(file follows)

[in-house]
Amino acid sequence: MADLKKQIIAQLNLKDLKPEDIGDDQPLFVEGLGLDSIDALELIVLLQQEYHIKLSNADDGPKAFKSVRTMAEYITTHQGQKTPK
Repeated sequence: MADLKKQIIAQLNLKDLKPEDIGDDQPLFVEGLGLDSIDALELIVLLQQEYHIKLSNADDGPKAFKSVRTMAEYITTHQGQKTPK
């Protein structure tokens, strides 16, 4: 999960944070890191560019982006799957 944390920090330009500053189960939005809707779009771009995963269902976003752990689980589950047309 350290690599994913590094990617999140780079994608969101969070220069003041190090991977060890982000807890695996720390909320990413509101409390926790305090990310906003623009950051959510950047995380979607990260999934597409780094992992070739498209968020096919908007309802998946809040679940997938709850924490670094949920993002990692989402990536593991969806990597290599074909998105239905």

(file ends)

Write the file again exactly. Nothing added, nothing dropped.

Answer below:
[in-house]
Amino acid sequence: MADLKKQIIAQLNLKDLKPEDIGDDQPLFVEGLGLDSIDALELIVLLQQEYHIKLSNADDGPKAFKSVRTMAEYITTHQGQKTPK
Repeated sequence: MADLKKQIIAQLNLKDLKPEDIGDDQPLFVEGLGLDSIDALELIVLLQQEYHIKLSNADDGPKAFKSVRTMAEYITTHQGQKTPK
């Protein structure tokens, strides 16, 4: 999960944070890191560019982006799957 944390920090330009500053189960939005809707779009771009995963269902976003752990689980589950047309 350290690599994913590094990617999140780079994608969101969070220069003041190090991977060890982000807890695996720390909320990413509101409390926790305090990310906003623009950051959510950047995380979607990260999934597409780094992992070739498209968020096919908007309802998946809040679940997938709850924490670094949920993002990692989402990536593991969806990597290599074909998105239905």